The Advertising Apprentice

January 25, 2011

“The Secret of All Persuasion…

Filed under: Advertising — adamlauzon @ 10:30 AM
Tags: , , ,

…Is to induce the person to persuade himself.”

– Stuart Ewen, Professor – Hunter College

There you go, I just shared the biggest insight revealed in the hour and a half PBS Frontline documentary The Persuaders. If the consumer takes action without first being prompted by your ad, then you’ve succeeded. However getting to that point is a very tedious process that sees a lot of failure. Why? Because simply put it’s not easy coming up with a brand or a campaign that will induce people to persuade themselves. Countless people have tirelessly researched ways to convince people to buy more, with no luck. The Persuaders introduce us to several brands, ideas, and people that have tried to come up with ways to achieve the ultimate secret of persuasion.

Before I get any further into today’s entry, I want to give a shout-out to Terry O’Reilly and Mike Tennant whose hit show, The Age of Persuasion, recently began its fifth season on CBC Radio One. Starting this year anyone who isn’t able to tune-in on Saturday mornings at 11:30 or Thursday afternoons at 2:30, will be able to download podcasts of season five through iTunes. Now you can listen to The Age of Persuasion while you workout, commute to work, or as you tune-out your boss! (Please note, the producers of the show will not be held responsible for anyone fired for tuning out their boss!)

The Persuaders is a PBS Frontline documentary that was released in 2004. It was written and narrated by Douglas Rushkoff. The same mind that brought us another PBS Frontline doc, and the subject of the last Advertising Apprentice entry, The Merchants of Cool. The Persuaders looks at the different ways marketers are trying to stand-out of the vicious circle of clutter, in order to get their message heard.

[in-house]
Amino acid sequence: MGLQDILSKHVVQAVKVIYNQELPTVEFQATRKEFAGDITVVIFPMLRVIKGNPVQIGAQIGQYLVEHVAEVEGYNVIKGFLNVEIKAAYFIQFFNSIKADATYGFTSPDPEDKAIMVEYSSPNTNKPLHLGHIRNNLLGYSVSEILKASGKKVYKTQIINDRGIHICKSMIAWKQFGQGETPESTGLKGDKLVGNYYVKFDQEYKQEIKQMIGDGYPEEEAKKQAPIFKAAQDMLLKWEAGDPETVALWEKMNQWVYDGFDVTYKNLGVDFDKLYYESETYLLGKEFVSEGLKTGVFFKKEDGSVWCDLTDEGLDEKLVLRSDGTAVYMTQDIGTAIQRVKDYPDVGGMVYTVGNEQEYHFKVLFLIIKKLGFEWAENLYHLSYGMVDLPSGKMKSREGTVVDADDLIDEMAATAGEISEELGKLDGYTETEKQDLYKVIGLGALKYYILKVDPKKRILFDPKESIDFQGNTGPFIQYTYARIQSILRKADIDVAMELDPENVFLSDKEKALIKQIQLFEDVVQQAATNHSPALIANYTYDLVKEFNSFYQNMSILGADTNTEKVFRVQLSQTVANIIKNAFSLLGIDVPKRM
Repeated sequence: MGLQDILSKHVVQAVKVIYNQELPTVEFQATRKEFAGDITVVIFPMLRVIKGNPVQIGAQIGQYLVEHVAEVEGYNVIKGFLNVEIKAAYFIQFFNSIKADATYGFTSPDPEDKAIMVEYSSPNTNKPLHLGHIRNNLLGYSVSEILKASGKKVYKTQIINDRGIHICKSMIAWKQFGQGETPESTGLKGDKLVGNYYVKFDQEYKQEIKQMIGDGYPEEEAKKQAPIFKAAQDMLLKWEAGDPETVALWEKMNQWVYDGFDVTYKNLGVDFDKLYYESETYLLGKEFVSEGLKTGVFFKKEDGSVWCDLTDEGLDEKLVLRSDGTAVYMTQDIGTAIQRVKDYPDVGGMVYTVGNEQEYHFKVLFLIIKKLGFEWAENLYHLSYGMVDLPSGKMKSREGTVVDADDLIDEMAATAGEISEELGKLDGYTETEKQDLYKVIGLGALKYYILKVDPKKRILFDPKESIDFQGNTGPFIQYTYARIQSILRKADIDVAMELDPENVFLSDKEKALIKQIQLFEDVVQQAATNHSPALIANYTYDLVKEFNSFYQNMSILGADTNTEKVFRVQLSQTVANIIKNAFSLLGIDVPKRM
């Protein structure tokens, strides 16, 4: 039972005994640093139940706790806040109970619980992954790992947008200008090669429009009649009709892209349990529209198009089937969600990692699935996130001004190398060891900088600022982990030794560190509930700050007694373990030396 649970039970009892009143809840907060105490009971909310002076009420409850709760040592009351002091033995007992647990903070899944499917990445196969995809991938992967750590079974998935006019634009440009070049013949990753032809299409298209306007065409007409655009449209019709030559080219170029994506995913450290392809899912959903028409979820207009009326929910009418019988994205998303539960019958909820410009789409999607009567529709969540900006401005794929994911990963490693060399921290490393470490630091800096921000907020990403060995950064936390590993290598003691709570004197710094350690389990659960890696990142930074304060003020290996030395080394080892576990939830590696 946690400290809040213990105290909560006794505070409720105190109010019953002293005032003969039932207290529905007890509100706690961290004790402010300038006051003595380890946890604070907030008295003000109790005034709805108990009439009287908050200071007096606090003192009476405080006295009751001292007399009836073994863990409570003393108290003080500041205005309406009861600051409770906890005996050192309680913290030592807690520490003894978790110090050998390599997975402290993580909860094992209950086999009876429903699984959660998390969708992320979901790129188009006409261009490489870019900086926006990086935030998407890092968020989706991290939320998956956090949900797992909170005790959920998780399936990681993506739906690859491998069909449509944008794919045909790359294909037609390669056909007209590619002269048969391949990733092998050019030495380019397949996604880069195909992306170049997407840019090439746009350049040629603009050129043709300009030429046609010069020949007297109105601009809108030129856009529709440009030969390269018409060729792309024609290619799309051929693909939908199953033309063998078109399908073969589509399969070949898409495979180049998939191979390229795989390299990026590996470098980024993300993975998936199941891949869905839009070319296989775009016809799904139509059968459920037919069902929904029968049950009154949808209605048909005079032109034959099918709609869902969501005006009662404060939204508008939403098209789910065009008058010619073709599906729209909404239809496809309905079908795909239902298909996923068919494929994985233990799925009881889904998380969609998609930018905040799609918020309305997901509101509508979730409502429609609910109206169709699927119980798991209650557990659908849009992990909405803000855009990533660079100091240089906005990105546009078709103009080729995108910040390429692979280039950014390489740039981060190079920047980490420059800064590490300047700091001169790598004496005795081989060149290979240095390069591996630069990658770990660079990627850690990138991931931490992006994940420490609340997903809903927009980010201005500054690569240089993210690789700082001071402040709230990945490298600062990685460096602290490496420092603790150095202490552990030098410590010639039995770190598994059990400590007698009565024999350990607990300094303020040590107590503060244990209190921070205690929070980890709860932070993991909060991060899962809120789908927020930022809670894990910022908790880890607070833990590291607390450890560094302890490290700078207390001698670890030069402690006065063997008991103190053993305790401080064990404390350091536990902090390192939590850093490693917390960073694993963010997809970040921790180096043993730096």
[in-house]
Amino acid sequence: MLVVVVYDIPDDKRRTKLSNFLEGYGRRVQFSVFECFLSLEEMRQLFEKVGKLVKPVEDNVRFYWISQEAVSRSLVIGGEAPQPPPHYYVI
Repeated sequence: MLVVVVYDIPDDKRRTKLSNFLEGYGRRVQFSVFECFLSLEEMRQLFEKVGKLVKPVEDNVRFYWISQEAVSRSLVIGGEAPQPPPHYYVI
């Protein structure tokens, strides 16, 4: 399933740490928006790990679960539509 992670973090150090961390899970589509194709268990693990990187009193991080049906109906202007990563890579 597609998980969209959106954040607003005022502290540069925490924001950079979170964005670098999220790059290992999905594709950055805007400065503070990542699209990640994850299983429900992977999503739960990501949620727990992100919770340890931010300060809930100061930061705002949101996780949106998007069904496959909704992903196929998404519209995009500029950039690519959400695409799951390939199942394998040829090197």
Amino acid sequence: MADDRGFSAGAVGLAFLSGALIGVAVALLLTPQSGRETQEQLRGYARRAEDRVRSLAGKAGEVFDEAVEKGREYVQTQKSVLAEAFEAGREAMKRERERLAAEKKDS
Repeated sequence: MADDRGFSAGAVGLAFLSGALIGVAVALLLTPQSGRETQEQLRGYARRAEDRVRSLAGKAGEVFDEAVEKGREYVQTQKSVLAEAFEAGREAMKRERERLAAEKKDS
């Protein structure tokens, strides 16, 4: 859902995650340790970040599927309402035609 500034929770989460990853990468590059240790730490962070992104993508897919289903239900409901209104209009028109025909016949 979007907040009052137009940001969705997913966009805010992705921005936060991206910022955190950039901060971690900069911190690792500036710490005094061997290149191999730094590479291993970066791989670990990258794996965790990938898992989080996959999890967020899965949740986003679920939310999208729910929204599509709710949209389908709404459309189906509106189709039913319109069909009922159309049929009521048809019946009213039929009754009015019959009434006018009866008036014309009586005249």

Outside the profound insight highlighted above, there are three other people/ideas from The Persuaders that I’d like to discuss:

  1. Song Airlines
  2. Lovemarks and Kevin Roberts
  3. Dr. Clotaire Rapaille and Market Research

Song Airlines

Song Airlines launched in 2003. It was a subsidiary of Delta Air Lines, and was meant to serve as a low-cost carrier to compete with Jet Blue. Delta was taking a big risk with this endeavour as Song began operations at the worst possible time for the airline industry, post 9/11. Its flight was short-lived and a little over three years after it began, Delta ceased Song’s operations and the fleet became integrated with the rest of Delta’s fleet.

The reason I’m discussing Song Airlines isn’t to talk about a small blip on the American airline industry radar, but rather because of the following quote from the man in charge of Song’s marketing:

This is a business, this isn’t an art form. We must ensure that it’s communication that drives commerce not just makes people feel good.” – Tim Mapes Marketing Director, Delta Airlines

What I love about this quote is that it shows the client’s take on advertising, “We must ensure that it’s communication that drives commerce…” If their campaign happens to win a CLIO or a Cannes Lions, that’s great, but first and foremost the priority is to increase sales. And of course, at the time when Song was about to launch, it was essential for their advertising to have a positive impact on sales.

As I mentioned the airline didn’t last too long, perhaps with the help of Lovemarks, they’d still be around.

Lovemarks and Kevin Roberts

A lovemark is “A brand that has created loyalty beyond reason. That’s infused with mystery sensuality and intimacy. And that you recognize immediately has having some kind of iconic place in your heart.” – Kevin Roberts, CEO, Saatchi & Saatchi Worldwide


Lovemarks is turning any product into an object of devotion. It’s the movement from brands to the experiences (of our five senses).